Shocker: Banks are skimping on the mortgage settlement
Remember how the big banks earlier this year settled a lawsuit over their terrible lending practices by agreeing to help homeowners make their mortgages more affordable?
Turns out much of the "help" so far has resulted in more families losing their homes.
The $26 billion national mortgage settlement signed by five banks back in February was supposed to provide relief in the form of debt forgiveness and lower-interest loans. (You can read more about the mortgage settlement here.)
But about half of the relief offered since March has come as a result of short sales, according to a recent report from Joe Smith, the monitor of the settlement.
In a short sale, a bank lets borrowers sell their homes for less than the outstanding balance on the mortgage.
So, yes, people are still losing their homes. And a short sale is something banks do on a regular basis, like brushing your teeth.
Only now banks get credit for doing what they were doing anyway.
That's probably why they make up a large amount of the relief that banks have provided.
|Completed modifications||$2.56 billion|
|Short sales||$13.13 billion|
|Trial modifications||$4.19 billion|
Of the billions in relief offered through September, an overwhelming 49% went to forgiving debts via short sales, the report notes.
Banks have waived the principal balances of 113,534 short sales by an average of $115,672.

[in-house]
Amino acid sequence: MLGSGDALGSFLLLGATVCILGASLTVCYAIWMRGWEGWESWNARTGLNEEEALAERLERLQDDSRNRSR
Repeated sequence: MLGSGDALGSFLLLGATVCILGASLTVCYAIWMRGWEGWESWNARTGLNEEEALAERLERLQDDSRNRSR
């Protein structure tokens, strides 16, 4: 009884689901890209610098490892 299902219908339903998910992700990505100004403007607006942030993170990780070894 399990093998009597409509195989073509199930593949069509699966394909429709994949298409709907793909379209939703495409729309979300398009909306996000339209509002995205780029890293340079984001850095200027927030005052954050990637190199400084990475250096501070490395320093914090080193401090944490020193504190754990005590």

So far, only 21,833 borrowers have successfully completed a mortgage modification, and only 50,025 have modified a home equity loan or second mortgage.
Banks simply aren't allocating this money in our favor, but it's not like we had high expectations.
When the settlement was announced, we said then we feared it would do a lot more for the banks than for the millions of families who have lost their homes to foreclosure or seen the value of their homes tank.
We hate to say it, but so far our fears have proven valid.
These banking behemoths should be spending a lot more of that cash on helping the millions of homeowners who are still underwater stay in their homes.
They can do that by erasing debt and helping borrowers refinance into loans they can afford.
Granted, banks have three years from March 1, 2012, to complete the requirements stipulated in the settlement. And we should note the agreement requires that 60% of the relief come in the form of loan modifications.
So there's a lot of work left to be done.
The settlement also provides banks with an additional 25% credit for any principal reductions or refinancing that take place within the first 12 months.
You'd expect them to jump all over that.
Perhaps it's because they know that as long as they meet the requirements, they'll slide by.
Until the attorneys general involved in the settlement step in and make sure the money is spent properly, it looks like we'll have to watch these banks take advantage of the system and skimp on their obligation.
Have you seen any relief from the mortgage settlement? Tell us about it in the comments section below.